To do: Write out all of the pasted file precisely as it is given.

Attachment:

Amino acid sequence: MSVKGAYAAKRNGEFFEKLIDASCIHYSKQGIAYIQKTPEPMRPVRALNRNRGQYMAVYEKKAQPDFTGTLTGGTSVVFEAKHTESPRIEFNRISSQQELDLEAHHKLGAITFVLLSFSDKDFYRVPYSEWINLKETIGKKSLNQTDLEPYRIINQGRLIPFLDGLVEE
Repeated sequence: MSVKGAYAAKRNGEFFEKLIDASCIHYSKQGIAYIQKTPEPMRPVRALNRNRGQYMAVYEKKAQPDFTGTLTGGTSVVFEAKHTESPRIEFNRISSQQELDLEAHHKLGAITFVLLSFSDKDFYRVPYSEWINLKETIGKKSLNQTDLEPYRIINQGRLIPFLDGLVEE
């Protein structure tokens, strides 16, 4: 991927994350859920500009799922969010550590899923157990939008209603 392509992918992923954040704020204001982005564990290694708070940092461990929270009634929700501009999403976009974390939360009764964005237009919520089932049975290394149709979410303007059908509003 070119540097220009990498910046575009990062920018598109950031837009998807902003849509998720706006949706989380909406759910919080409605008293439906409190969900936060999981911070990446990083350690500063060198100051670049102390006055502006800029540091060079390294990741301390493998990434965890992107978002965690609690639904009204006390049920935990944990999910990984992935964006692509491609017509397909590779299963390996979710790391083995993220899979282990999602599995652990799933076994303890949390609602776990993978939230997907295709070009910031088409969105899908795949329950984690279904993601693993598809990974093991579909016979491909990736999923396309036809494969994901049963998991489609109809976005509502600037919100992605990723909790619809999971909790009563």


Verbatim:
Amino acid sequence: MSVKGAYAAKRNGEFFEKLIDASCIHYSKQGIAYIQKTPEPMRPVRALNRNRGQYMAVYEKKAQPDFTGTLTGGTSVVFEAKHTESPRIEFNRISSQQELDLEAHHKLGAITFVLLSFSDKDFYRVPYSEWINLKETIGKKSLNQTDLEPYRIINQGRLIPFLDGLVEE
Repeated sequence: MSVKGAYAAKRNGEFFEKLIDASCIHYSKQGIAYIQKTPEPMRPVRALNRNRGQYMAVYEKKAQPDFTGTLTGGTSVVFEAKHTESPRIEFNRISSQQELDLEAHHKLGAITFVLLSFSDKDFYRVPYSEWINLKETIGKKSLNQTDLEPYRIINQGRLIPFLDGLVEE
């Protein structure tokens, strides 16, 4: 991927994350859920500009799922969010550590899923157990939008209603 392509992918992923954040704020204001982005564990290694708070940092461990929270009634929700501009999403976009974390939360009764964005237009919520089932049975290394149709979410303007059908509003 070119540097220009990498910046575009990062920018598109950031837009998807902003849509998720706006949706989380909406759910919080409605008293439906409190969900936060999981911070990446990083350690500063060198100051670049102390006055502006800029540091060079390294990741301390493998990434965890992107978002965690609690639904009204006390049920935990944990999910990984992935964006692509491609017509397909590779299963390996979710790391083995993220899979282990999602599995652990799933076994303890949390609602776990993978939230997907295709070009910031088409969105899908795949329950984690279904993601693993598809990974093991579909016979491909990736999923396309036809494969994901049963998991489609109809976005509502600037919100992605990723909790619809999971909790009563």